By Warren Rappleyea
In just his first season as a Junior Senator, Noah Rowe has quickly become a mainstay on the blue line while also making his presence felt at the other end of the ice.
Acquired during the summer by GM/Coach Martin Dagenais from the Nepean Raiders, the 6-2, 205-pound defender was expected to provide additional size and experience in front of the Ottawa net, as well as the ability to play in all situations.
Rowe split the 2017-18 season between Kemptville and Nepean, posting 11 goals and 19 assists overall and logging big-time minutes for both squads. When the 20-year-old became available Dagenais quickly cemented a deal.
“Noah is a heart and soul type of player; he leaves it all on the ice,” Dagenais said. “The fun thing with him is that he is still improving as a 20 year old. He wants to get better, and you can see it in the way he practices.”
In 29 games this season, Rowe has played a solid defensive game, while also contributing five goals—one of them a game-winner against Carleton Place— and 14 assists. His hard right-handed shot from the point has earned him time on the power play as well, and four of Rowe’s tallies have come on the man advantage.
“I think they saw me as kind of a shutdown defenseman, and that is a big part of my role, but I’ve evolved into more of a two-way guy and the coaches have given me more opportunities,” Rowe said.
Dagenais added, “Noah’s at his best when he keeps it simple. He’s learning to let the offense come to him, and not force anything. His shot is a major weapon, and that’s why we have used him a lot on the power play recently.”
More responsibilities and the additional ice time that goes with them, should help Rowe as he looks to earn an opportunity to play Division I hockey in college. His play has garnered interest and, hopefully, will result in a scholarship offer.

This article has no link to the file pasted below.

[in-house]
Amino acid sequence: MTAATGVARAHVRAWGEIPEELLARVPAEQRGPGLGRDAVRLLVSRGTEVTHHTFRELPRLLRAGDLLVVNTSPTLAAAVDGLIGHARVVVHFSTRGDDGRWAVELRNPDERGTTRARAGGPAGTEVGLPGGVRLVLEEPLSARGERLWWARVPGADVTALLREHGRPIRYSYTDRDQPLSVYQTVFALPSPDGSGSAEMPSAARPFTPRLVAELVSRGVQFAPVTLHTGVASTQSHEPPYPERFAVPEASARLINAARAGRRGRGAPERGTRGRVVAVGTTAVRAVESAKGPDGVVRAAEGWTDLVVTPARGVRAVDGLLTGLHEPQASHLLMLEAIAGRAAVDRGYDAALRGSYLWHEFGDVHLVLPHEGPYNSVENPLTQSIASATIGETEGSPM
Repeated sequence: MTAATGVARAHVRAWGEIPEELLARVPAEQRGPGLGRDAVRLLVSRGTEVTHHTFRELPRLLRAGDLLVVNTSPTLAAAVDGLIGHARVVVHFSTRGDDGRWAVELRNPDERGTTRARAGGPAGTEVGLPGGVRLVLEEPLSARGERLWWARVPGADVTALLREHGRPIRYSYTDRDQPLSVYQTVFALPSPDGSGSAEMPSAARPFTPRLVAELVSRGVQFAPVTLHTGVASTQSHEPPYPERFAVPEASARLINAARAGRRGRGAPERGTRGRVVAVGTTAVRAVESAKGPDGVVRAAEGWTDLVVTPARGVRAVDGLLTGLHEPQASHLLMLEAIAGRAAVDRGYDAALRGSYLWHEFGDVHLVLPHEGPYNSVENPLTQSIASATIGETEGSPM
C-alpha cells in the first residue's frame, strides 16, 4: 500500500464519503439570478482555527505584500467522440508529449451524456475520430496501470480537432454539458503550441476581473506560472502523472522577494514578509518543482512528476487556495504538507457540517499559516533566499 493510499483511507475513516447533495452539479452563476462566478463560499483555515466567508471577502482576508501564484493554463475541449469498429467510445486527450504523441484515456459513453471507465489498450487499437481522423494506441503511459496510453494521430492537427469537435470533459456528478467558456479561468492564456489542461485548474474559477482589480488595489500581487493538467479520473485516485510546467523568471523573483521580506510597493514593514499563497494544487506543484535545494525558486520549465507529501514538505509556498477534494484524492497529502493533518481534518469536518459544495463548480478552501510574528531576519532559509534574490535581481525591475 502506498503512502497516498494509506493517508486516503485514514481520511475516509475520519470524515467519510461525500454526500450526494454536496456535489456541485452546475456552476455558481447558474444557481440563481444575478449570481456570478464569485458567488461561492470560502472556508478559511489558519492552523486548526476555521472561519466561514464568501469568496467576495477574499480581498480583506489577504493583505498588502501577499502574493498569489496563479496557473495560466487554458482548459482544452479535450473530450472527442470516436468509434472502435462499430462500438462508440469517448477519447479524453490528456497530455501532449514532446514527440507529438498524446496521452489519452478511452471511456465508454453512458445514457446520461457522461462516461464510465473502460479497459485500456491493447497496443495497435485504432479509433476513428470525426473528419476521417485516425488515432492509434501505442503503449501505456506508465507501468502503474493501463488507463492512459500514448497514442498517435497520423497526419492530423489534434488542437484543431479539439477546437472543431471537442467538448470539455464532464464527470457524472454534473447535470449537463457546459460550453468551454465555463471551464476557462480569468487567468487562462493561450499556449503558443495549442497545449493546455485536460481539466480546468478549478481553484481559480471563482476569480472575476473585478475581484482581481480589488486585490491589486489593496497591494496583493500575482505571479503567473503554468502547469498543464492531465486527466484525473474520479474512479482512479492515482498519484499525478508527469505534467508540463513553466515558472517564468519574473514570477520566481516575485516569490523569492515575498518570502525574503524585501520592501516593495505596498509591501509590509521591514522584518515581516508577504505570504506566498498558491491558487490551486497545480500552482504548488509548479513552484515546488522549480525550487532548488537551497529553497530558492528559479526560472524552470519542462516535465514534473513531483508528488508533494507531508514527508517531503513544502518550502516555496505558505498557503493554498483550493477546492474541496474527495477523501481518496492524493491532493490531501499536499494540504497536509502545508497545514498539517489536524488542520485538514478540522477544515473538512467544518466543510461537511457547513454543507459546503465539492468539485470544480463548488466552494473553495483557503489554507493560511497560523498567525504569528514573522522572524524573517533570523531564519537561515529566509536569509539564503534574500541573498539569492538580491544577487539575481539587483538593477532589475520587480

It doesn’t hurt that the Junior Senators have been playing well, either. After dropping three straight in the season-opening showcase, Ottawa has won 20 of the 27 matches since then and are now in the hunt for a sixth successive Yzerman Division crown.
Rowe broke into the CCHL in the 2015-16 season when he played in 14 games for Kemptville. The following year he became a regular, tallying three goals and 14 assists in 58 contests while picking up 51 penalty minutes. With the 73’s rebuilding in 2017-18, Rowe was dealt to Nepean. Although the young Raiders struggled, Rowe became a defensive anchor. He played in 58 games between the two squads. In addition to his 30 points, Rowe showed toughness in accumulating 78 penalty minutes.
“I was getting top-two minutes in Kemptville and Nepean and I definitely learned a lot,” he said. “There were rumors I would be traded to Ottawa late last year and I was hoping it would happen, so I was glad when the deal was finally made over the summer. This is a great place to play. They have a winning atmosphere and everyone is really good throughout the line-up.”
Like most good players, Rowe is constantly working on his game.
“For a defenseman, foot-speed is so important—you can never be too fast,” he said. “I’m also looking to be more consistent offensively. Sometimes I jump into the play before I should. I want to be better at picking my spots.”
A self-described “social guy,” as one of the veteran players in the room Rowe goes out of his way to connect with the newer members of the Junior Senators.
“I know how it is when you’re a younger guy and you’re struggling,” he said. “I try and talk to those guys and help them out. I know how it goes. It happens to all of us. I had a couple of veterans take me under their wing and that meant a lot.”
Rowe is currently studying civil engineering part-time at Ottawa University. In his spare time, he enjoys working on jigsaw puzzles with his dad, Peter, and brother, Dominic. That’s not surprising since hockey is something of a family affair for the Rowes, who reside in Nepean.
“My parents have always been there for me,” he said. “My dad taught me a lot about how to play and I was always playing road hockey with my brother. My mom didn’t really know much about hockey, but she does now, and no one roots harder for me.”
Ottawa fans are rooting for Rowe and his teammates, too, as the Junior Senators inch closer to the Bogart Cup playoffs.